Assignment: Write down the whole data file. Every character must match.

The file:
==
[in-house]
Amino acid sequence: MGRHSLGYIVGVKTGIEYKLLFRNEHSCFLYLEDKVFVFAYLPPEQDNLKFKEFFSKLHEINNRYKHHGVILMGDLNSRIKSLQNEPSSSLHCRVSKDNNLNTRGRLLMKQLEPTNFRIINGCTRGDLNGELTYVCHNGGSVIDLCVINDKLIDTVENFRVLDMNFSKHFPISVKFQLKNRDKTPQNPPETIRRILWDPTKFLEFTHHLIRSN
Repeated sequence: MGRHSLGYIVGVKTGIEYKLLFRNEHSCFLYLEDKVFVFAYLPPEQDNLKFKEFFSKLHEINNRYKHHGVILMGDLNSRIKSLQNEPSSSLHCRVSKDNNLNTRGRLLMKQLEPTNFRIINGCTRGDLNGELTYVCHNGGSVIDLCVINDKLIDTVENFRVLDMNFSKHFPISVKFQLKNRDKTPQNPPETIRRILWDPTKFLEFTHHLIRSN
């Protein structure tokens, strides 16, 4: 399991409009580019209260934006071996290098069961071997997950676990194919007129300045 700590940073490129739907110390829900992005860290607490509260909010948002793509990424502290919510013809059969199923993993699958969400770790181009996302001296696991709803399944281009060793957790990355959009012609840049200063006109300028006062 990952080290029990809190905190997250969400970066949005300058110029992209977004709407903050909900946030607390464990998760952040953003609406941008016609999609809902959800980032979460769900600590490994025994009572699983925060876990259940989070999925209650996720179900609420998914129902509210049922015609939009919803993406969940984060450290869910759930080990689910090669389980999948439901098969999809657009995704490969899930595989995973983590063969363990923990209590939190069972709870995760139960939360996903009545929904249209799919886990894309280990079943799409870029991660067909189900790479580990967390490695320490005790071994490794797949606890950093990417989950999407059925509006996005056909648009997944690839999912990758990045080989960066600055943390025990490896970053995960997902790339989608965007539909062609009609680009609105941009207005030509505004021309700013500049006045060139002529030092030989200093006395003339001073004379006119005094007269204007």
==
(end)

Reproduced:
[in-house]
Amino acid sequence: MGRHSLGYIVGVKTGIEYKLLFRNEHSCFLYLEDKVFVFAYLPPEQDNLKFKEFFSKLHEINNRYKHHGVILMGDLNSRIKSLQNEPSSSLHCRVSKDNNLNTRGRLLMKQLEPTNFRIINGCTRGDLNGELTYVCHNGGSVIDLCVINDKLIDTVENFRVLDMNFSKHFPISVKFQLKNRDKTPQNPPETIRRILWDPTKFLEFTHHLIRSN
Repeated sequence: MGRHSLGYIVGVKTGIEYKLLFRNEHSCFLYLEDKVFVFAYLPPEQDNLKFKEFFSKLHEINNRYKHHGVILMGDLNSRIKSLQNEPSSSLHCRVSKDNNLNTRGRLLMKQLEPTNFRIINGCTRGDLNGELTYVCHNGGSVIDLCVINDKLIDTVENFRVLDMNFSKHFPISVKFQLKNRDKTPQNPPETIRRILWDPTKFLEFTHHLIRSN
């Protein structure tokens, strides 16, 4: 399991409009580019209260934006071996290098069961071997997950676990194919007129300045 700590940073490129739907110390829900992005860290607490509260909010948002793509990424502290919510013809059969199923993993699958969400770790181009996302001296696991709803399944281009060793957790990355959009012609840049200063006109300028006062 990952080290029990809190905190997250969400970066949005300058110029992209977004709407903050909900946030607390464990998760952040953003609406941008016609999609809902959800980032979460769900600590490994025994009572699983925060876990259940989070999925209650996720179900609420998914129902509210049922015609939009919803993406969940984060450290869910759930080990689910090669389980999948439901098969999809657009995704490969899930595989995973983590063969363990923990209590939190069972709870995760139960939360996903009545929904249209799919886990894309280990079943799409870029991660067909189900790479580990967390490695320490005790071994490794797949606890950093990417989950999407059925509006996005056909648009997944690839999912990758990045080989960066600055943390025990490896970053995960997902790339989608965007539909062609009609680009609105941009207005030509505004021309700013500049006045060139002529030092030989200093006395003339001073004379006119005094007269204007």